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## Linear Function Approximation

We assume some feature-extraction function is given that maps states into features in the feature space . We assume where is the dimension of the feature space. Often , which means that the feature vector of a state is smaller than the full representation of the state. This need not hold in general. A discussion about the choice of good features falls outside the scope of this chapter, but see for instance [Busoniu et al., 2010] for some considerations.

A linear function is a simple parametric function that depends on the feature vector. For instance, consider a value-approximating algorithm where the value function is approximated by

 (3)

In equation (3) and in the rest of this chapter, denotes the adaptable parameter vector at time and is the feature vector of state . Since the function in equation (3) is linear in the parameters, we refer to it as a linear function approximator. Note that it may be non-linear in the state variables, depending on the feature extraction. In this section, the dimension of the parameter space is equal to the dimension of the feature space . This does not necessarily hold for other types of function approximation.

Linear function approximators are useful since they are better understood than non-linear function approximators. Applied to reinforcement learning, this has led to a number of convergence guarantees, under various additional assumptions [Sutton, 1984,Sutton, 1988,Dayan, 1992,Peng, 1993,Dayan and Sejnowski, 1994,Bertsekas and Tsitsiklis, 1996,Tsitsiklis and Van Roy, 1997]. From a practical point of view, linear approximators are useful because they are simple to implement and fast to compute.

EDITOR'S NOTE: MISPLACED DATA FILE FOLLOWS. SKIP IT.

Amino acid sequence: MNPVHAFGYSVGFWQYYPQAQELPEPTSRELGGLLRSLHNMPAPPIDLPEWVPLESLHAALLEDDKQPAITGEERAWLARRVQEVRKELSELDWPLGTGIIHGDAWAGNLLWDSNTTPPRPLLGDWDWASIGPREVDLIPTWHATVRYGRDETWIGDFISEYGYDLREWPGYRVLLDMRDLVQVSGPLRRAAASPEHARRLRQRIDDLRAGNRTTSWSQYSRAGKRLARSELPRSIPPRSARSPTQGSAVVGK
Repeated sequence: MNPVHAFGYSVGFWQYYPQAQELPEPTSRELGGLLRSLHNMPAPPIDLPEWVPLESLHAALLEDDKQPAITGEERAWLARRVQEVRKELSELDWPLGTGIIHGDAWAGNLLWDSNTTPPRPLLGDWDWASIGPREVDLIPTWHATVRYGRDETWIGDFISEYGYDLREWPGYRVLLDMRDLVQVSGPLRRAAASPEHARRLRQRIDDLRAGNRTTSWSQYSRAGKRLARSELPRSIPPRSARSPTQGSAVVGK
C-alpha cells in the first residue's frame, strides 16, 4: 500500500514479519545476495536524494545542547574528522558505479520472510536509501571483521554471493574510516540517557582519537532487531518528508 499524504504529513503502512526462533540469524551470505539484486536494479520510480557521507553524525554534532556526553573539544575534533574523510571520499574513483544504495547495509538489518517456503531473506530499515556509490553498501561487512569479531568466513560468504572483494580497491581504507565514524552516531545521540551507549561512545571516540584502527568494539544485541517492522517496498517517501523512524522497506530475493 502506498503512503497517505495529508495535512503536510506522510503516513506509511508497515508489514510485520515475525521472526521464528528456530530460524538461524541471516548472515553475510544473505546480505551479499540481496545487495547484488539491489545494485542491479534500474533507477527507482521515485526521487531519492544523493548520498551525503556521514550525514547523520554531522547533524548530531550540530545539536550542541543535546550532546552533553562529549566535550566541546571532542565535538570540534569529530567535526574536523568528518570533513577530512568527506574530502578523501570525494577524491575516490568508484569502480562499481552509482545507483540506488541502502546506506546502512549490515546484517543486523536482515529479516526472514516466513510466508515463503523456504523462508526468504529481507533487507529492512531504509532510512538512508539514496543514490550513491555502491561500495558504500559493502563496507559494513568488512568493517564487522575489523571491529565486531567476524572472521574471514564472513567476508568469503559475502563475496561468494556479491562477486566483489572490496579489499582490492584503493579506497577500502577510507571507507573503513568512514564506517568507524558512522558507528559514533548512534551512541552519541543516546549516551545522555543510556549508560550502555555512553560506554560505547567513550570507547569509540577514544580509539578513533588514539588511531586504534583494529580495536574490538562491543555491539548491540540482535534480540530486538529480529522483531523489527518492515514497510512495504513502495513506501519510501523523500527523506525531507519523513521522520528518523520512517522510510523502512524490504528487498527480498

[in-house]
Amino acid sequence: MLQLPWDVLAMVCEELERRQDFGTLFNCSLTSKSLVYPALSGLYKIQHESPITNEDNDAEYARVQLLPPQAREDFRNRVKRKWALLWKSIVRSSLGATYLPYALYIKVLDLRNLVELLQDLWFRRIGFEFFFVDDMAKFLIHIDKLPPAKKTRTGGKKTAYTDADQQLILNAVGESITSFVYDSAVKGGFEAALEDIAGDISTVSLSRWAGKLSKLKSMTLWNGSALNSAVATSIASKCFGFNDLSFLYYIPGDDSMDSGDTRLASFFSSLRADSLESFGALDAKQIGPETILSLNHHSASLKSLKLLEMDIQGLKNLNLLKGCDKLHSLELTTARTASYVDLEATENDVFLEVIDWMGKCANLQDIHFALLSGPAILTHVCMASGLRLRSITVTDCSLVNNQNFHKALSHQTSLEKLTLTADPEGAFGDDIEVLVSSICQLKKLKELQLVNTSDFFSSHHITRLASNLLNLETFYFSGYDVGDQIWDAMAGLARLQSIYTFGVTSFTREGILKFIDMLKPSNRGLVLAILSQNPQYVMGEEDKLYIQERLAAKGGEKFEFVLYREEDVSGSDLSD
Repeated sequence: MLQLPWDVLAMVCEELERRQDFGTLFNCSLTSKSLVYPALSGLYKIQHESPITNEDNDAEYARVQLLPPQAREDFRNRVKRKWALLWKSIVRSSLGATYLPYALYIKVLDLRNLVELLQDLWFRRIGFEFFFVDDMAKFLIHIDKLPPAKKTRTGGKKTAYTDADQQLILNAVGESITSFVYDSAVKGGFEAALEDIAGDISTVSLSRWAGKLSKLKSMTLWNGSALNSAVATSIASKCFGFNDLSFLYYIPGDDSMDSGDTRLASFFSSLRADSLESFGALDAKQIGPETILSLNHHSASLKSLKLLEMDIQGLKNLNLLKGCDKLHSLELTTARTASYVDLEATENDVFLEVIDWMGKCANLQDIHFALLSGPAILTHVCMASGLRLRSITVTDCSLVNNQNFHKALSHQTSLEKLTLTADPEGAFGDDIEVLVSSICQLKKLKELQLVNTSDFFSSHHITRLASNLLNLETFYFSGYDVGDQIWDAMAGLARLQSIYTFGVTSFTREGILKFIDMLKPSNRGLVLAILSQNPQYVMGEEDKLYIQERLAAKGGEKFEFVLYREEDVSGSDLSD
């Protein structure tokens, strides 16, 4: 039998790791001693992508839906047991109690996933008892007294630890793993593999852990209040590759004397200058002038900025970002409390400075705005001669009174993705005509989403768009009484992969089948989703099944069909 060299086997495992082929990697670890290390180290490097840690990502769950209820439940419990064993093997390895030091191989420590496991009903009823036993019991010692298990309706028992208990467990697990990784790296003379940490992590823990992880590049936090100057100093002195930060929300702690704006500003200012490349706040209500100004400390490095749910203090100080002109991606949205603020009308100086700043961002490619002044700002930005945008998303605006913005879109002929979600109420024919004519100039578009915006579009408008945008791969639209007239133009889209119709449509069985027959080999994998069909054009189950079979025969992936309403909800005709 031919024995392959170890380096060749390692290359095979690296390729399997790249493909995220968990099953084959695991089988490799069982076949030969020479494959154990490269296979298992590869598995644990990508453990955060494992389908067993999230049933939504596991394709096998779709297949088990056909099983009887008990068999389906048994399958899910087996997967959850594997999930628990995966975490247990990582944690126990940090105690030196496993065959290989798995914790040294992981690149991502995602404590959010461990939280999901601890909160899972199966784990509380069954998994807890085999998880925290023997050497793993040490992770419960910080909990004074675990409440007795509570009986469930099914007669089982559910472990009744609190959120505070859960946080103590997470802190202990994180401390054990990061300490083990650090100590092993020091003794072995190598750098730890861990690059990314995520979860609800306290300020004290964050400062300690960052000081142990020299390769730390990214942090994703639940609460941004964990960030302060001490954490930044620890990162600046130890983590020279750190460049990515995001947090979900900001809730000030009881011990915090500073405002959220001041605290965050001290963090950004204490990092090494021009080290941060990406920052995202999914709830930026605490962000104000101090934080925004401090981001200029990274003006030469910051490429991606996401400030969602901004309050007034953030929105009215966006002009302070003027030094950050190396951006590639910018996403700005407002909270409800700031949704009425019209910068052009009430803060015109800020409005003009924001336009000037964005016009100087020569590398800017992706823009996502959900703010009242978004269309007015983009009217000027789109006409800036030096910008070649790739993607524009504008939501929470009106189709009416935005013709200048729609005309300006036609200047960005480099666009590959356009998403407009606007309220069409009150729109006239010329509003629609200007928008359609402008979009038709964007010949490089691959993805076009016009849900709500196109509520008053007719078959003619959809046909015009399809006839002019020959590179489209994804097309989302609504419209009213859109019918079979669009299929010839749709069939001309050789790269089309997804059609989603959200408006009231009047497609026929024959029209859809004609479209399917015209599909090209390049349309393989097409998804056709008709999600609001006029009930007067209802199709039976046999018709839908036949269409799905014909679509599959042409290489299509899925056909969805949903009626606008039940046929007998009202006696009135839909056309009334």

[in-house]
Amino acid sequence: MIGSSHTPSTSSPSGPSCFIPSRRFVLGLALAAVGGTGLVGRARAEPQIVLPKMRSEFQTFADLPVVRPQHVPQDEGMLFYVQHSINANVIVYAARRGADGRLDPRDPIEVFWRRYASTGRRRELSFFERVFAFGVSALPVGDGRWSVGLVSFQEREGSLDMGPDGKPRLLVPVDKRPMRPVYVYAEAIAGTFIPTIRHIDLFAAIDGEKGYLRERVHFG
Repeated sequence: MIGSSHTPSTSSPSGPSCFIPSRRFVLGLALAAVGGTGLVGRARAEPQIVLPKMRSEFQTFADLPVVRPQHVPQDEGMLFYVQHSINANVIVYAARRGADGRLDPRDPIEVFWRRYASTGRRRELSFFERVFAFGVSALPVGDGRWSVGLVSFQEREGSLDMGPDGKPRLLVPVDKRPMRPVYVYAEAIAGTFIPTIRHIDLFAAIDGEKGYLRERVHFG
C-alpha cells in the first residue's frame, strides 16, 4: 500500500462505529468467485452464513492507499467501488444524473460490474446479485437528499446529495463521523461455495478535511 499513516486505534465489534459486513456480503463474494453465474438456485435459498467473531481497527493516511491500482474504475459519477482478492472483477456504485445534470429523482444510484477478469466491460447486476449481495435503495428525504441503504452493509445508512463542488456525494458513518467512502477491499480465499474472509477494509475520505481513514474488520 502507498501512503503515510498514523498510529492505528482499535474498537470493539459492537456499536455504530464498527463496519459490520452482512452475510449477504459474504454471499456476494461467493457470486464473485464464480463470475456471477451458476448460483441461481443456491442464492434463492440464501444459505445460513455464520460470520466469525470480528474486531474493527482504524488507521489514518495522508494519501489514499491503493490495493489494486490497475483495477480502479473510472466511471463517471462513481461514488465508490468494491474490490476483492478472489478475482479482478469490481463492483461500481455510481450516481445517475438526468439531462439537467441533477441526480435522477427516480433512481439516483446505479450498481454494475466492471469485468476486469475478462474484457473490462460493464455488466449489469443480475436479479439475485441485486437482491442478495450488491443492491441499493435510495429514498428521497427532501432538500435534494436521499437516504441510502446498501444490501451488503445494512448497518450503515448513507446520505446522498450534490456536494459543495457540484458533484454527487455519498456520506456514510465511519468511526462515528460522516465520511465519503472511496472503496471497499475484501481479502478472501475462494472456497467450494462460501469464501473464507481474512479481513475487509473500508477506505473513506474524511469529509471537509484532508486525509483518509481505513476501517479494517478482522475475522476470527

Many problems have large state spaces in which each state can be represented efficiently with a feature vector of limited size. For instance, the double pole cart pole problem that we consider later in this chapter has continuous state variables, and therefore an infinitely large state space. Yet, every state can be represented with a vector with six elements. This means that we would need a table of infinite size, but can suffice with a parameter vector with just six elements if we use (3) with the state variables as features.

This reduction of tunable parameters of the value function comes at a cost. It is obvious that not every possible value function can be represented as a linear combination of the features of the problem. Therefore, our solution is limited to the set of value functions that can be represented with the chosen functional form. If one does not know beforehand what useful features are for a given problem, it can be beneficial to use non-linear function approximation, which we discuss in Section 2.2.

Subsections

Next: Discretizing the State Space: Tile Coding Up: Function Approximation Previous: Function Approximation
2011-07-01